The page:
• Goldman Sachs: Alum Steve Mnuchin is Mr. Trump's pick for secretary of the Treasury and Gary Cohen, Goldman's president, is his pick to head the National Economic Council. Besides, how could we have an oligarch portfolio without Goldman?

• PayPal: Co-founder Peter Thiel was one of the few techies who had the foresight to back Mr. Trump early; he is also a director of Facebook, a major venue for passing around fake news.

• JPMorgan: CEO Jamie Dimon was recruited to be Treasury secretary. He convinced Mr. Trump that he could do more to help make America great again by continuing to run the nation's largest bank. A good guy and a great banker.

• United Technology: The company owns Carrier, which kept jobs in America. Thanks!

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Now for some of the companies Mr. Trump disparaged, directly or otherwise:

• Amazon: Jeff Bezos, CEO, founder and largest shareholder of the online retailer, owns the Washington Post -- Mr. Trump's least favourite paper.

• Boeing: Costs for building the new Air Force One are out of control -- cancel order!

• GM: It plans to make cars in Mexico? Make in U.S.A. or pay big border tax!

• Kellogg: It said that it would no longer advertise on conservative news website Breitbart. Boycott!

• Lockheed Martin: F-35s are a disaster -- price out comparable F18!

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• Macy's: The retailer dropped Mr. Trump's clothing lines, and it had a disappointing holiday-sales season and plans to cut 10,000 jobs. Disloyal!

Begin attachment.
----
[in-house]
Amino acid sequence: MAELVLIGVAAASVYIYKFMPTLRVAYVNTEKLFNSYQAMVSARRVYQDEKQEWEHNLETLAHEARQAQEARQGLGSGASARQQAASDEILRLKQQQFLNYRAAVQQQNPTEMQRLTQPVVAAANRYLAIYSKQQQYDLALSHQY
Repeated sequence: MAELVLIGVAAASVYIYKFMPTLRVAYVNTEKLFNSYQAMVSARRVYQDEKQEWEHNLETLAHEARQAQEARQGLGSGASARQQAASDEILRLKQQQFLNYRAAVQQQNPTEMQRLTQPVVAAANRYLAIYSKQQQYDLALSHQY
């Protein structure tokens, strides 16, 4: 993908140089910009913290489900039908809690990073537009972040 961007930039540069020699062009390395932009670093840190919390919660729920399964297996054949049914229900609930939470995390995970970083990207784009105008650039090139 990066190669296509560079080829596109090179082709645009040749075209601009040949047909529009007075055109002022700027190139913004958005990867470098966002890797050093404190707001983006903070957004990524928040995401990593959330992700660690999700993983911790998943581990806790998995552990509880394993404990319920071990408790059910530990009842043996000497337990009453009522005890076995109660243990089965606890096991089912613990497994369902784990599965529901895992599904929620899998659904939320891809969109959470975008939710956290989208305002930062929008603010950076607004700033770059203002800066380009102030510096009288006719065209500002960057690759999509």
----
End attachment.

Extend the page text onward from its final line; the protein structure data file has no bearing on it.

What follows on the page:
• New York Times: It, of course, is failing!

• Tesla: Global warming is a Chinese hoax.

• Time Warner: It owns CNN, which was so embarrassed by its total support of Hillary Clinton, and yet she lost in a landslide, that they don't know what to do.

• Twitter: It refused to create a "Lying Hillary" emoji; CEO Jack Dorsey was disinvited from Mr. Trump's Tech Summit. Sad!

Rather than a stock-bond mix, think of this as a paired trade -- long OLGY, short SWMP. Can you imagine how much more significant and market-moving those tweets will be once Trump is sworn into office? This is theme investing at its finest. And as you can see from the chart below, you would have done quite well by investing on this basis:

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Some of you coastal liberal elites might not appreciate the wisdom of building specific portfolios from Mr. Trump's tweets; that's just because you don't understand the new era of populism, viral social media and fact-free politics. You are stuck in the old way of thinking -- growth, valuations, market cap and momentum. That's old school. Catch up.

This is going to make index investing great again.


Barry Ritholtz is a Bloomberg View columnist. He founded Ritholtz Wealth Management and was chief executive and director of equity research at FusionIQ, a quantitative research firm. He blogs at the Big Picture and is the author of "Bailout Nation: How Greed and Easy Money Corrupted Wall Street and Shook the World Economy."